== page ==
JATS – Journal Article Tag Suite, is an international standard XML tag set for journal articles, formally known as NSI/NISO standard for the XML interchange of journal articles, JATS is defined as a set of XML components and attributes that can be utilized to mark the structure and semantics of a single journal article, so every article in a journal has its own JATS file, therefore JATS does not replicate issues of journals or another document, At first, JATS was used only for STEM – Scientific, Technical, Engineering, and Medical articles, however, it is being adopted now for the humanities, sociology, economics, and the sciences journals as well.
There are three JATS models that target three distinct groups in the publication life cycle.
- Journal Article Publishing Model (used by publishers, hosting platforms, and portals)
- Article Authoring Model (designed for the article authors)
- Archiving and Interchange Model (libraries and archives to consume XML into their repositories)
JATS was first launched in 2003, and the purpose was to exchanging journal articles, and providing interoperability of article content and article metadata between publisher and archives was meant to provide, So, essentially only Archiving and Interchange Model was in use, it was anticipated that publishers, hosters, portals, and archives would use their own XML tag set internally, and convert the article to JATS XML.
Key benefits of JATS XML for publishers
As we all know JATS XML is standard for Journal content and broadly used by scholarly communities, publishers, archives, indexes, hosters, and vendors. Though few large publishers still use their own XML tag set, they too model their articles to JATS XML for interchange and make crossref deposit files.
In more than 25 countries worldwide, which includes countries like Australia, Belgium, Brazil, Bulgaria, Canada, Chile, Egypt, Finland, France, Germany, Italy, Japan, Norway, Russia, South Korea, Sweden, Switzerland, United Arab Emirates, the United Kingdom, and the United States, many public and private archives (PubMed Central (US and UK), British National Library, Australian National Library, US Library of Congress, Portico/ITHAKA/JSTOR, etc.
- Production advantages for publishers as JATS are declarative and semantic in nature and not behavioral like HTML, hence articles are simpler to process.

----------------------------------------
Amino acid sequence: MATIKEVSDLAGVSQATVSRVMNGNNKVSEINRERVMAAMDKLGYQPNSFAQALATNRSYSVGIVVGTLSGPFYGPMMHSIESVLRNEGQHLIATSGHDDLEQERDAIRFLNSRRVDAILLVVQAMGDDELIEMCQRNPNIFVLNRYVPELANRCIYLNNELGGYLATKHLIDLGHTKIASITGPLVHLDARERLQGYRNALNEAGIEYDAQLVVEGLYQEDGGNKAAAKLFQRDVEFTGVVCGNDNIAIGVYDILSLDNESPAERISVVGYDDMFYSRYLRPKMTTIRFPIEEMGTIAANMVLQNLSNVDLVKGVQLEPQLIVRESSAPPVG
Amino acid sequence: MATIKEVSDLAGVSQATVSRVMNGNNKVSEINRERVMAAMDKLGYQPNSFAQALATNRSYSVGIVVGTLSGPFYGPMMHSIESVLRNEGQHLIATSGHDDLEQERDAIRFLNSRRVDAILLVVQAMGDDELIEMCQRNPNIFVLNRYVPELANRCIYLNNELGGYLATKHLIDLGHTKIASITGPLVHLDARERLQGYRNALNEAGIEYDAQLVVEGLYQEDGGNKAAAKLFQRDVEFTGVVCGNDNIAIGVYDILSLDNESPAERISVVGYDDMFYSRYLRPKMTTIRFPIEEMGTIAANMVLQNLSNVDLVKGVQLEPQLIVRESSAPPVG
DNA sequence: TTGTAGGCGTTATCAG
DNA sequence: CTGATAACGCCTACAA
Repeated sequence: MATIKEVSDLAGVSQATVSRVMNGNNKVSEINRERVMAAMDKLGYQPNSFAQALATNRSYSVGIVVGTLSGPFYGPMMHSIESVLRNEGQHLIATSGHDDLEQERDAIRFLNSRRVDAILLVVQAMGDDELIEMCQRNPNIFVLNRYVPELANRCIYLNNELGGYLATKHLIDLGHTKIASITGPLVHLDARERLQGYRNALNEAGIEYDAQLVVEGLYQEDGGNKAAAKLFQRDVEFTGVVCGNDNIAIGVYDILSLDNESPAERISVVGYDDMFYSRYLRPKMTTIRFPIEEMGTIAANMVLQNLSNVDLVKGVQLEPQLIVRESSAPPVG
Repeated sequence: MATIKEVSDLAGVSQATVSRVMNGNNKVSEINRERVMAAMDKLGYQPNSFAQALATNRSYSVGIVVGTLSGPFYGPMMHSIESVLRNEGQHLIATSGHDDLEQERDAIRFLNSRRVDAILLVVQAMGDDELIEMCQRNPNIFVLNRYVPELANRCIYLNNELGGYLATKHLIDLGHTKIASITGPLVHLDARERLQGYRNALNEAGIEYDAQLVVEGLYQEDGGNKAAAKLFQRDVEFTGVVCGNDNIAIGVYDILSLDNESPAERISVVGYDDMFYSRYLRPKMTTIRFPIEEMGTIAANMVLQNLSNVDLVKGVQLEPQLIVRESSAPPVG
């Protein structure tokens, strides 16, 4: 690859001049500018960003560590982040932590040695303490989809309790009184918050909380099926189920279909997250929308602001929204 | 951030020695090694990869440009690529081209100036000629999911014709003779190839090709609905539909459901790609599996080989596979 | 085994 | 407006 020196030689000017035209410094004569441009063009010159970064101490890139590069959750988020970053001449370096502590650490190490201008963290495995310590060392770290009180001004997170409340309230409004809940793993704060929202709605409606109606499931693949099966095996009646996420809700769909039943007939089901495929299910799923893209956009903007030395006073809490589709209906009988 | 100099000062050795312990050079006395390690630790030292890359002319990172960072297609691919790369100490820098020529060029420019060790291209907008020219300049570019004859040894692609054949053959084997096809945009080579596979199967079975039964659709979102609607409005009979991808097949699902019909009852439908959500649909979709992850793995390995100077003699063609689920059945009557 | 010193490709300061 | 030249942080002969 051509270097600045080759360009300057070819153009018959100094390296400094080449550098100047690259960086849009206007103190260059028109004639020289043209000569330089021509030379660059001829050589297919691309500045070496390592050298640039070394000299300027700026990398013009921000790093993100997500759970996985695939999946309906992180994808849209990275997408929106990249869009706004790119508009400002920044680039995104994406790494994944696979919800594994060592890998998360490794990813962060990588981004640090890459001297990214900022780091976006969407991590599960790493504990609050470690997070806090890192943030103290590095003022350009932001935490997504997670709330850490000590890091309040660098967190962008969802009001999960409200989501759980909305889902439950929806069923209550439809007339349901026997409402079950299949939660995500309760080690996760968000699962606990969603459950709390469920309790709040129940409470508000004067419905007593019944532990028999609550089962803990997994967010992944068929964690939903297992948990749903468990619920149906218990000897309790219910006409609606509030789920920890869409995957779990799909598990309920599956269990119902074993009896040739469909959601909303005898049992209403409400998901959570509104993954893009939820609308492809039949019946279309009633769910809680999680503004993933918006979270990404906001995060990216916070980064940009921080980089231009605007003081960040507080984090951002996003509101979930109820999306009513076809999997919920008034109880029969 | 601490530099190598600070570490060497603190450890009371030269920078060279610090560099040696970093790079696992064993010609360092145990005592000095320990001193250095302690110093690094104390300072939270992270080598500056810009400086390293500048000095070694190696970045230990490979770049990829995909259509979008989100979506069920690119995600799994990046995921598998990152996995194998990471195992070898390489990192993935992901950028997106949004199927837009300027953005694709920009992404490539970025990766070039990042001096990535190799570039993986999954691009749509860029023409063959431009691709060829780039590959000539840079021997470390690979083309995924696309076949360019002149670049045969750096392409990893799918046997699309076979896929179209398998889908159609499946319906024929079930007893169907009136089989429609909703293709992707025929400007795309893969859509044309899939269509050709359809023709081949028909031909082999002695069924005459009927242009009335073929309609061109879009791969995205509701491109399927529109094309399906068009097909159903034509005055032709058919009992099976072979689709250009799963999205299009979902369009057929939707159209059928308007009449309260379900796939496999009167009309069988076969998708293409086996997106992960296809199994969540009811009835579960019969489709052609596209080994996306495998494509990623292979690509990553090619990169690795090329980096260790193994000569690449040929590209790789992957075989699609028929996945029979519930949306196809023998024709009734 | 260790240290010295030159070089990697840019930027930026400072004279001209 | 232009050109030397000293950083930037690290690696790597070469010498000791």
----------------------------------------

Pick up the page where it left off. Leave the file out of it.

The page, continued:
- Increase Readership, Citations, and Impact Factor – are searchable and machine-readable, which means when a publisher publishes its article as JATS, it will be easily accessed, read, and indexed by search engines like Google Scholar, Bing, Google, etc.
- Extensive metadata support – are capable to store rich, extensive metadata with each article, which means your metadata travels wherever you publish your article, this is a great way for data mining and context-based searchability.
Metadata Supported By JATS XML:
- Article level Metadata – Data about articles like Title, DOI, Publisher Identifiers, Copyrights, arXiv numbers, Institution and funder Identifier, Keyword, Multiple Abstract, info about research funding, Resource Links, etc.
- Contributors – Contributors of an article are not just limited to authors and editors, It includes photographers, study designers, curators, genome sequencers, specimen collectors, visualization artists, JATS can capture unique external identifiers for contributors, their names, alternative names, roles, and affiliations.
- Bibliographic references – can store detailed bibliographic metadata and supports almost all types and styles of reference tagging and has specific elements for citations which include the title of article and journal, issue number, contributor names, publication date, DOI, etc.
How To Convert into JATS XML
let’s have a look at how publishers convert documents to JATS XML for publication
The structure of the JATS XML article:
- Front Matter (<front>)
- Journal level metadata (journal-title and identifiers)
- Article level metadata (article title, author(s), identifiers like a DOI)
Body Matter (<body>) the narrative text of the article, including, for example:
- Figures and Graphics
- Tables (XHTML and CALS)
- Equations and Quotations